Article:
NATO foreign ministers: Moscow ′must stop′ destabilization of Ukraine | News | DW | 13.05.2015
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NATO foreign ministers: Moscow 'must stop' destabilization of Ukraine

The top diplomats from NATO nations have met with their Ukrainian counterpart to put the heat on Russia to speed up the truce in Ukraine. According to the bloc, Moscow has been building up its Black Sea military might.

After meeting with Russian President Vladimir Putin in Moscow, US Secretary of State John Kerry was in Antalya, Turkey on Wednesday for a meeting of NATO foreign ministers to discuss the fragile ceasefire in eastern Ukraine.

The foreign ministers issued a warning that Putin should waste no time in fully implementing the peace deal to completely end hostilities in Ukraine.

"I think there was strong agreement among all of the NATO members that this is a critical moment for action by Russia, by the separatists, to live up to the Minsk agreement," said Kerry, adding that it was also imperative that observers from the Organization for Security and Cooperation in Europe (OSCE) be given complete access to the conflict zone in order to properly monitor the truce.

"The reforms, the election process, the working groups - this is an enormous moment of opportunity for the conflict there to find a path of certainty and resolution," Kerry added, calling on Putin and the pro-Russian rebels to "come together to work with" Kyiv.

Nuclear weapons at Black Sea bases?

A statement issued by the group voiced their worries over "Russia's ongoing and wide-ranging military build-up in Crimea" and the Kremlin's plans to bulk up their military presence all over the Black Sea.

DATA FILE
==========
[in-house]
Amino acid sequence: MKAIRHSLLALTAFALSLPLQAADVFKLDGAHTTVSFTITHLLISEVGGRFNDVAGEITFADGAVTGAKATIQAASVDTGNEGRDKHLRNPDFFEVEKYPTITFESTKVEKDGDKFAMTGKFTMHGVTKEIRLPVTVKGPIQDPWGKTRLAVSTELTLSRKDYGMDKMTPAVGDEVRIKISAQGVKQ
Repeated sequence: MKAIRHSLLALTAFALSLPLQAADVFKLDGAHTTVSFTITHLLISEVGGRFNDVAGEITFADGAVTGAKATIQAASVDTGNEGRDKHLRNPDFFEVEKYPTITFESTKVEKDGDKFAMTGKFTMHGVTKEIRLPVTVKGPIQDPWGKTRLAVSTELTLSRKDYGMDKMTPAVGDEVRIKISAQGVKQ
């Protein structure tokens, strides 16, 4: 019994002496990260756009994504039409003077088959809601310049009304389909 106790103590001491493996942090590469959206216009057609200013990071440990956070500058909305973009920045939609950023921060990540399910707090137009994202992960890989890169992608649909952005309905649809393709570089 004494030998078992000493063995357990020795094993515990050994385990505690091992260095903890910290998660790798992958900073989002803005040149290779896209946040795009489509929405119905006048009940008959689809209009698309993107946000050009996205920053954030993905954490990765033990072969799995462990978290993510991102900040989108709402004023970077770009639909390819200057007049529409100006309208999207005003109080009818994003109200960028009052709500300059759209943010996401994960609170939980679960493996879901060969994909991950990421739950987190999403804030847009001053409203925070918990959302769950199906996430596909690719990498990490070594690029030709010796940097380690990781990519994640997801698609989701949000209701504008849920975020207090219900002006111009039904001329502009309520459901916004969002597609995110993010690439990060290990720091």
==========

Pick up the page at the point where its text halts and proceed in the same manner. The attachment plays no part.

Moscow "must stop its continued and deliberate destabilization of eastern Ukraine" said the 28 top diplomats.

NATO Secretary General Jens Stoltenberg also alluded to his own concerns that increased militarization on the Black Sea could herald "possible future stationing of nuclear weapons and development systems in Crimea."

Ukraine's own foreign minister, Pavlo Klimkin, who also attended the talks, said he felt a great deal of solidarity from the ministers, and that many had told him "if Ukraine fails, we all fail."

The meeting came one day after Kerry's meeting with Putin gave hope for a slackening of tension between Russia and the West. Ukrainian President Petro Poroshenko tempered these hopes on Wednesday, however, saying during a visit with German Chancellor Angela Merkel in Berlin that he saw "no progress" on the rebel's withdrawal of heavy weapons - a key point of the truce agreement signed in Minsk in February.

The United Nations estimates that more than 6,000 have died since clashes between the separatists and the Ukrainian military broke out in April 2014.

es/kms (AFP, dpa, Reuters)